Elbow is one of those rare bands that seems able to do everything well. If I didn't love their work so much, I might even despise them for it. The perfect blend of abstract textural elements and great songwriting, Elbow's records represent a band rife with creativity and musicianship, well suited to Guy Garvey's beautiful voice and exceptional lyrics. Elbow has self-produced and engineered their last two records — 2006's Leaders of the Free World and 2008's The Seldom Seen Kid. The Seldom Seen Kid has all the hallmarks of self-production and seemingly none of the drawbacks — there's no sense of "lo-fi" or haphazard production here. This Mercury Prize-winning album is as meticulously crafted as a record comes, but doesn't suffer from a lack of soul or feeling. During their tour this summer, I was able to meet up with Craig Potter, Elbow's keyboardist, resident engineer and the producer of The Seldom Seen Kid.
The band as a whole was credited as having produced the previous album, Leaders of the Free World, but on this record you ended up with sole production credit. How did that come to be?
We've always produced and mixed our own b-sides. On Leaders of the Free World we did plan on doing it all ourselves but got a little bit stuck. I didn't feel I had enough experience to take it all the way, mix-wise especially. It had always been a confidence thing until this time — I did take more of a leading role as producer, and the band were very kind to give me the credit. It's the mixing thing again — I did it and it sounded good and no one is complaining. [laughs]
All the Elbow records have a very distinct character about them. Your debut [Asleep in the Back] sounded so confident — it sounded like you knew exactly what you wanted.
I suppose we were lucky to not get signed until we were good, because we weren't good for a long time. We've been together for eighteen years now.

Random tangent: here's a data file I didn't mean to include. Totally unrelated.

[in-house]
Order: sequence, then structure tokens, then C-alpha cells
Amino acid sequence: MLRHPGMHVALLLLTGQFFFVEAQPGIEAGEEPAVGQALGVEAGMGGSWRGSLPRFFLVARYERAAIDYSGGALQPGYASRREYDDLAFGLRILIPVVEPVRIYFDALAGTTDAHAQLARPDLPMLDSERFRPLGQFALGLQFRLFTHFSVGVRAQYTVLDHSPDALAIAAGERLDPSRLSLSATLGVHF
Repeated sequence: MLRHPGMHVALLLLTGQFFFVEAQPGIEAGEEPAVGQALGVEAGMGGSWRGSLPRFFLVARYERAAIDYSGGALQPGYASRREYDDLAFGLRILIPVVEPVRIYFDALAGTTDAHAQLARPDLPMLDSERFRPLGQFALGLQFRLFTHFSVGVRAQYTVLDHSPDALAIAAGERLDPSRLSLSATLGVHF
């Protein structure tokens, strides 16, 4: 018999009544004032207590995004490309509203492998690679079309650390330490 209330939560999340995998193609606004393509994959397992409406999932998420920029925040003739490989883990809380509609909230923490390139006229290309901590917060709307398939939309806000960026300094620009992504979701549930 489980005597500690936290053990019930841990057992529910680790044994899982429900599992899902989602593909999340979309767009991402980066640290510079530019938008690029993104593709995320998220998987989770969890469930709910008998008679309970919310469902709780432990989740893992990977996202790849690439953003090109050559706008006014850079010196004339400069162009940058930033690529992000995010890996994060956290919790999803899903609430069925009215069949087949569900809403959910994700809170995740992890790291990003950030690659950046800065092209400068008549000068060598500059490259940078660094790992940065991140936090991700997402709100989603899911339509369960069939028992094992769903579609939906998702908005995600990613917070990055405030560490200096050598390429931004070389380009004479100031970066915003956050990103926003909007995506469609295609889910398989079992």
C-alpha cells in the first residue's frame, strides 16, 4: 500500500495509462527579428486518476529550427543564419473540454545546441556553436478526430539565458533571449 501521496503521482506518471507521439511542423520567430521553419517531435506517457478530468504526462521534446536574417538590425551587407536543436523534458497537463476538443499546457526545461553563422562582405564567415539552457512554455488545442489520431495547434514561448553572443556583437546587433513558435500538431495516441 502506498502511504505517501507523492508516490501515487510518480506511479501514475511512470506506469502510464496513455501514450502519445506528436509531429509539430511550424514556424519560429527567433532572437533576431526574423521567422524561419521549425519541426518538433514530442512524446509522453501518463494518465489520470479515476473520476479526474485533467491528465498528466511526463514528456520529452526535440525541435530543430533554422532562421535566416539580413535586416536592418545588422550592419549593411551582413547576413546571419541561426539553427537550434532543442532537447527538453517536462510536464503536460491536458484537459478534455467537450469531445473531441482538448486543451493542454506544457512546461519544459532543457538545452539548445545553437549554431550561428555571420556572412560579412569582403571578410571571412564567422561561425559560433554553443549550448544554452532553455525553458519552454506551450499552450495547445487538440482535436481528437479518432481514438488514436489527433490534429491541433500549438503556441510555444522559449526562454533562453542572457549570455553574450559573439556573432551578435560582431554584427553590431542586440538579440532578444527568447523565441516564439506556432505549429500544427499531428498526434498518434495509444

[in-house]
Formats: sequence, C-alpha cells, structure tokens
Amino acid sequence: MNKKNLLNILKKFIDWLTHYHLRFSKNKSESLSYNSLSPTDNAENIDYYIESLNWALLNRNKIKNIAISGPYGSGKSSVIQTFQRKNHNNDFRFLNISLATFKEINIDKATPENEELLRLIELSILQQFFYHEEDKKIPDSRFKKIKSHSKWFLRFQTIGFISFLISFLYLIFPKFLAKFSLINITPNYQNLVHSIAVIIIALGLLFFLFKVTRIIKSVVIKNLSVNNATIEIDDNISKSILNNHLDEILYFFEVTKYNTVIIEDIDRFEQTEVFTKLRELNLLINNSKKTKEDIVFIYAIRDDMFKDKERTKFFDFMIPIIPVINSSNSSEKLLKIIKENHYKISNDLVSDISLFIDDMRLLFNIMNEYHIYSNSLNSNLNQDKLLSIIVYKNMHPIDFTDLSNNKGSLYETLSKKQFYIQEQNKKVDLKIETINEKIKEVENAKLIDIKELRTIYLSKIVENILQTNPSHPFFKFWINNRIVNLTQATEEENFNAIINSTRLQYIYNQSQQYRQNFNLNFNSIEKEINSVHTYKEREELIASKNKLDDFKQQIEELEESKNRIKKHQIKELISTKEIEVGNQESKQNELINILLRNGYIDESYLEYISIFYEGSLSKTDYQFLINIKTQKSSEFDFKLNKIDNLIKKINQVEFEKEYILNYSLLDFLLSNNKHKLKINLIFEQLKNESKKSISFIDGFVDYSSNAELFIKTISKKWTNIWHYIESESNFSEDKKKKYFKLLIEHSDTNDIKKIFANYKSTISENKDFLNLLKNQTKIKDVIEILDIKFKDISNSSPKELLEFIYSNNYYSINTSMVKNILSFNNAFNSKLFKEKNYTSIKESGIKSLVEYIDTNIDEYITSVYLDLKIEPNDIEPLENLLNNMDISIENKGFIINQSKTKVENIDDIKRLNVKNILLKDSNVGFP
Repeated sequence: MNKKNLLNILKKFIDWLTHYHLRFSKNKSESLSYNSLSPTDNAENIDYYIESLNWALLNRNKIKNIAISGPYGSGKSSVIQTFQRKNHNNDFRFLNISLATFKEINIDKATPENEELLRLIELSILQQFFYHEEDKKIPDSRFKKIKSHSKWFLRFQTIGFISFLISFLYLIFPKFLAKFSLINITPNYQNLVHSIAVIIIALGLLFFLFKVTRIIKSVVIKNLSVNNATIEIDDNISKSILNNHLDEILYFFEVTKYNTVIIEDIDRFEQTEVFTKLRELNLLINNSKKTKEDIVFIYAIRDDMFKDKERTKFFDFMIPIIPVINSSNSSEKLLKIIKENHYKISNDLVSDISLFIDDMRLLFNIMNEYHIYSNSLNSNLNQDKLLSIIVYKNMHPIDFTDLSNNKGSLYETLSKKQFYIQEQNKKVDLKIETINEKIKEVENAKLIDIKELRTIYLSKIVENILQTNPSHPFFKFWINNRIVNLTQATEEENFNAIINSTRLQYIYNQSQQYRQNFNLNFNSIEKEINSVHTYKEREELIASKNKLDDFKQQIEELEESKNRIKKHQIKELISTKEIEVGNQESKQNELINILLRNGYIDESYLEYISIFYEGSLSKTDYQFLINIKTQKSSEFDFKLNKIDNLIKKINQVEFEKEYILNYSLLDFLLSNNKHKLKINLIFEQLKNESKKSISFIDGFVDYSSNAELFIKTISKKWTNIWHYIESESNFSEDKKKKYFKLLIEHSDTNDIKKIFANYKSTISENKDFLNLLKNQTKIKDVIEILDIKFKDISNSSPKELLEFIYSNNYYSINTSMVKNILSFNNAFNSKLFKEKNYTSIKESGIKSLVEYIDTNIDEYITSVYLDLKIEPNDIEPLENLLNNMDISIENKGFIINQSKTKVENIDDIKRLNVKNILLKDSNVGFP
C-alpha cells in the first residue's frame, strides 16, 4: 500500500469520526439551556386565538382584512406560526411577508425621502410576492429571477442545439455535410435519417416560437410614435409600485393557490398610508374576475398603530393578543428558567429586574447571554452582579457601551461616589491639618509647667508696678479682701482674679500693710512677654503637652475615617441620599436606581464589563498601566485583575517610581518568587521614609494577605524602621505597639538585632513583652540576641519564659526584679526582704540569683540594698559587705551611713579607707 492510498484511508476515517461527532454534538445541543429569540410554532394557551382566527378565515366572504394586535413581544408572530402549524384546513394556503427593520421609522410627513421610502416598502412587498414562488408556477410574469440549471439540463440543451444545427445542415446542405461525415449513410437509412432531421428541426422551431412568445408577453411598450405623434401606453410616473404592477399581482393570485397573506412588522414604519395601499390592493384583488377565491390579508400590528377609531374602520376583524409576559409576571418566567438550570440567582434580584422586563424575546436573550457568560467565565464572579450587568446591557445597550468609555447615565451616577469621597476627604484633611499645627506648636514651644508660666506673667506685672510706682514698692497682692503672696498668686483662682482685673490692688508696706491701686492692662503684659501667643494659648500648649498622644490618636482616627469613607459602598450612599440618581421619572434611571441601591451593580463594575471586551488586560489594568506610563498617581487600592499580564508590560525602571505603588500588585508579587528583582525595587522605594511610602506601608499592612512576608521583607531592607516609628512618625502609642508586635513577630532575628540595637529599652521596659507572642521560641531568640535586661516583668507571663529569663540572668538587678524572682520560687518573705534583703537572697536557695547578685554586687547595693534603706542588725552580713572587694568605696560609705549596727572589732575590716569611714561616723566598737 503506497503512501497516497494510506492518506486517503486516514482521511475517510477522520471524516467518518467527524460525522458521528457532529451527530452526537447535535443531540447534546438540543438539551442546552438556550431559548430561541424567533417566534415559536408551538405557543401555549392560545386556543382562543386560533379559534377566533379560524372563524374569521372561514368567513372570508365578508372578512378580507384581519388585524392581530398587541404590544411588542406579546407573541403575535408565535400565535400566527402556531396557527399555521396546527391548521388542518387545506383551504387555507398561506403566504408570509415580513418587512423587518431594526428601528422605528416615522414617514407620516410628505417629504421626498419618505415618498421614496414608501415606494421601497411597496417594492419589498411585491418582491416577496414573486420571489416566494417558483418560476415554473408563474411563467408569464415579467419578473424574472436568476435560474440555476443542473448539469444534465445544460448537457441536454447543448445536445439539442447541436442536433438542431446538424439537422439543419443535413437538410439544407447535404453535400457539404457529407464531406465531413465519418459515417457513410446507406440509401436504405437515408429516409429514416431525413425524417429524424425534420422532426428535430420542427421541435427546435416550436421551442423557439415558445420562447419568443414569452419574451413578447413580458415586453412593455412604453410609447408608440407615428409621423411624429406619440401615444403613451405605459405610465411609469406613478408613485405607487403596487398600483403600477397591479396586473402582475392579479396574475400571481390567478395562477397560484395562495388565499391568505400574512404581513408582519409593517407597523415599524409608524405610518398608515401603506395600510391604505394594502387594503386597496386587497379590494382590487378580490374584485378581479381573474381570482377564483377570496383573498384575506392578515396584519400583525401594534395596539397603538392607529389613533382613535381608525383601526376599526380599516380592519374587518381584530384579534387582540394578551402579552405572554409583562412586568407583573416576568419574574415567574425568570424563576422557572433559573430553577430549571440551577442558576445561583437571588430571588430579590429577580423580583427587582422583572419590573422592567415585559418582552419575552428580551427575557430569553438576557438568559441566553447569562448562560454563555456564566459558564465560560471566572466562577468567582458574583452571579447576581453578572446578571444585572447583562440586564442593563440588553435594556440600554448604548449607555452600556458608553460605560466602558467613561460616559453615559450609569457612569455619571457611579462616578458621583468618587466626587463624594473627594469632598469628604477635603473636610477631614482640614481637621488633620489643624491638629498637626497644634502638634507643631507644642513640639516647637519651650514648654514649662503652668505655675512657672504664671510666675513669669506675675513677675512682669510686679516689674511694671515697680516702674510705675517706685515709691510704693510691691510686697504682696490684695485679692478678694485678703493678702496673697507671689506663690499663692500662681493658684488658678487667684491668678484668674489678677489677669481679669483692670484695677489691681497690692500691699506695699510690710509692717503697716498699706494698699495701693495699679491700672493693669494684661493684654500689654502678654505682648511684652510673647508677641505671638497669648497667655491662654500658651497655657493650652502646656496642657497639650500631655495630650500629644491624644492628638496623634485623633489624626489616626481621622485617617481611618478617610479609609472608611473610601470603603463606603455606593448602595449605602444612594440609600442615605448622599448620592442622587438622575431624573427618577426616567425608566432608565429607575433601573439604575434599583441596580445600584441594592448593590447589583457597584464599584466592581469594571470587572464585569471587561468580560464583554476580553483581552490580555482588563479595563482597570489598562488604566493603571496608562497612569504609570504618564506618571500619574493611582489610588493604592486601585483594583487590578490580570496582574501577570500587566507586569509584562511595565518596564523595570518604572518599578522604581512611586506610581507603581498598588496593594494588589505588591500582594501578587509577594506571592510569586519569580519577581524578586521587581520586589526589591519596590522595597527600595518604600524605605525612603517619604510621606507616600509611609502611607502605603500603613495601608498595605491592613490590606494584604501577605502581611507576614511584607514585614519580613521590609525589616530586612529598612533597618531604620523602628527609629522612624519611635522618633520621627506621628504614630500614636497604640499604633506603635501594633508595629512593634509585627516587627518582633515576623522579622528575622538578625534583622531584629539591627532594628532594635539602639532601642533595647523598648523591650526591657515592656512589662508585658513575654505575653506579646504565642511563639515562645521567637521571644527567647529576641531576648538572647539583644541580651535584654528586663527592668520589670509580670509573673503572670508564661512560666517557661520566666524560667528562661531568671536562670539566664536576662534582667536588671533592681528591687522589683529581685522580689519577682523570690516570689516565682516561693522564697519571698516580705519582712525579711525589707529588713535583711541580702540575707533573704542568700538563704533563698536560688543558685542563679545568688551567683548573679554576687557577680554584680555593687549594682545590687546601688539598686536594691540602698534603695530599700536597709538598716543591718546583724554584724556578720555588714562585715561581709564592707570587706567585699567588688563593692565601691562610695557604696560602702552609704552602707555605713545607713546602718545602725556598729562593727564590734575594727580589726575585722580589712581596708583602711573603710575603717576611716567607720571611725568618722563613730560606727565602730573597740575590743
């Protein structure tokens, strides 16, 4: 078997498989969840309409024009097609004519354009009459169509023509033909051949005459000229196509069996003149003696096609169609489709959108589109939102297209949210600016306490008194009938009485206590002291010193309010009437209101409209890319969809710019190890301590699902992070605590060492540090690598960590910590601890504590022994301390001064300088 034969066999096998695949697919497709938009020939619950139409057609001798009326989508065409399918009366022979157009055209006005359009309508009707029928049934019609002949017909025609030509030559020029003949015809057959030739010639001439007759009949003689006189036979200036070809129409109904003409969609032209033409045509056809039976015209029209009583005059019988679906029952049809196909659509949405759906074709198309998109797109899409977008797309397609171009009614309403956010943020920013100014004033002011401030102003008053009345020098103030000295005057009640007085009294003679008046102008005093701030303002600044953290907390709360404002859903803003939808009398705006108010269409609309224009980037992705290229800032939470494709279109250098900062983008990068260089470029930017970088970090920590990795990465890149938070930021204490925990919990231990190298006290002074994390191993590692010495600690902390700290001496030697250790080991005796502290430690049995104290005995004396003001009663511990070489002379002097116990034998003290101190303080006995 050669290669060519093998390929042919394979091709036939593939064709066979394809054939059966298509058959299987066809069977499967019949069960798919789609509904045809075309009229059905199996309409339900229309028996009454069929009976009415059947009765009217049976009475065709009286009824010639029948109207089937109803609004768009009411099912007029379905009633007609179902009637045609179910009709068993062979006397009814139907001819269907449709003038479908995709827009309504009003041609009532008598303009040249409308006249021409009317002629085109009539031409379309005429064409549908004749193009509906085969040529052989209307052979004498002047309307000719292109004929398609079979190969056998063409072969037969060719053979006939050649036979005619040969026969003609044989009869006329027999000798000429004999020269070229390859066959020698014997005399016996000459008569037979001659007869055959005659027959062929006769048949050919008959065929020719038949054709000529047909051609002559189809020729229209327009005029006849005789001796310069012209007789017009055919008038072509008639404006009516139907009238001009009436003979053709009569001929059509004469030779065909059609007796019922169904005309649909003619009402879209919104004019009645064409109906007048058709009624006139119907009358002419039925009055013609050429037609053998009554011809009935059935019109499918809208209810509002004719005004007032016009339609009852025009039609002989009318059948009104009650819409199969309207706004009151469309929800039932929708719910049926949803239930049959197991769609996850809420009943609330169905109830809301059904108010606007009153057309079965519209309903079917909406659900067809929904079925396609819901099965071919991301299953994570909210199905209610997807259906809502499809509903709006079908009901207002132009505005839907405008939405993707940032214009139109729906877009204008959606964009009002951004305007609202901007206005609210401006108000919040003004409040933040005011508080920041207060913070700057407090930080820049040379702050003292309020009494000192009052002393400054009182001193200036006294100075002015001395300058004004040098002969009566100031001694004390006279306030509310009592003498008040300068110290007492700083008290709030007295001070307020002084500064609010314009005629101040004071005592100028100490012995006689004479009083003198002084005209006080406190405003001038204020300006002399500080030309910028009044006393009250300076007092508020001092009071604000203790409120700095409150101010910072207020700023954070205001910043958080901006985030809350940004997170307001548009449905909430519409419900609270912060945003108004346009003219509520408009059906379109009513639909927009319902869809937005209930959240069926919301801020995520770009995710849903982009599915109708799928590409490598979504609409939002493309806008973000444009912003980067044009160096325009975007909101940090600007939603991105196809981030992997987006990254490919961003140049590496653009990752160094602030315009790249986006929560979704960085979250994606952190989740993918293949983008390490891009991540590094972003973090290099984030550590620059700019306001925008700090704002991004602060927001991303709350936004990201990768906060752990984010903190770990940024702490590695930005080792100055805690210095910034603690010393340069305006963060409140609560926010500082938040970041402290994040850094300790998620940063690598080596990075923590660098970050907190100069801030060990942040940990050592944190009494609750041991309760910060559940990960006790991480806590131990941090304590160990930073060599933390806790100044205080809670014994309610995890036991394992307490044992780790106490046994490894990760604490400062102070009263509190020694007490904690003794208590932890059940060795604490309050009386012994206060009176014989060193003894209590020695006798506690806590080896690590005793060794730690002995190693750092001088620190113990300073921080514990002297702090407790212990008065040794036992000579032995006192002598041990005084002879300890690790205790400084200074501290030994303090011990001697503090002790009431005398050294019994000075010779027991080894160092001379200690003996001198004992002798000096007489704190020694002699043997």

Did the band work on an album before being dropped by Island Records [before the release of Asleep in the Back]?
We did, yeah. Steve Osborne recorded the entire album, and we got dropped before releasing it because of takeovers and the money things. It was really frustrating.
Do you think that studio experience helped you shape Asleep in the Back?
It must have — it is experience, and experience plays such a big part in production and mixing techniques. It's all about experimentation. I don't know anything about the technical side of things. I know people who have gone to technical colleges, and you still need a good four or five years of experience.
A lot people start off in a traditional studio as an assistant, but you got to learn a lot of that while working with the band.
I've got a band to record and it's my band, so it's quite lucky, yeah? [laughs]
I imagine it's difficult to juggle those roles as musician, the producer and engineer.
Yeah, it was us five [recording The Seldom Seen Kid] - the whole thing. [Drummer Richard] Jupp actually took on engineering. Everyone took his own role.
You guys did Leaders of the Free World and The Seldom Seen Kid at Blueprint Studios [in Manchester]. I understand that you guys rented a big space and holed up for a while?
Yeah, they have a massive room. We did it all in that room, except for mixing some stuff in L.A. at the end of the sessions. Blueprint Studios hadn't really been built until we started [The Seldom Seen Kid], and is actually on the floor below the big room. We were lucky to get that room to ourselves for Leaders of the Free World. It was really great — but a bit weird trying to get mixes together in there. Their studio is up and running now, so we can't use that room but for the odd day here and there. We do a lot of re-amping and that sort of thing. It's really great to chuck a few amps up for a couple of hours and try different combinations and mics. We get to play in there as well, but not all the time. It's made the record sound different — we used the stairwell. We've got a little room now, but the stairwell sounds better than the big room for drums. I wish I'd known that for Leaders of the Free World. [laughs] It's a little bit more pleasing.
How do you maintain your focus and not get bogged down with all that time to tweak and refine things?
We probably flip between songs a lot because we can. We do everything in Pro Tools, so it's all in the box — mixing, all the way. I don't have any outboard gear at all. I've got cheap [Focusrite] OctoPre preamps for recording.
That's what you used to track the record?
Yeah, and [the mix] was bounced to disk. It's great because we can flip from song to song and it's all...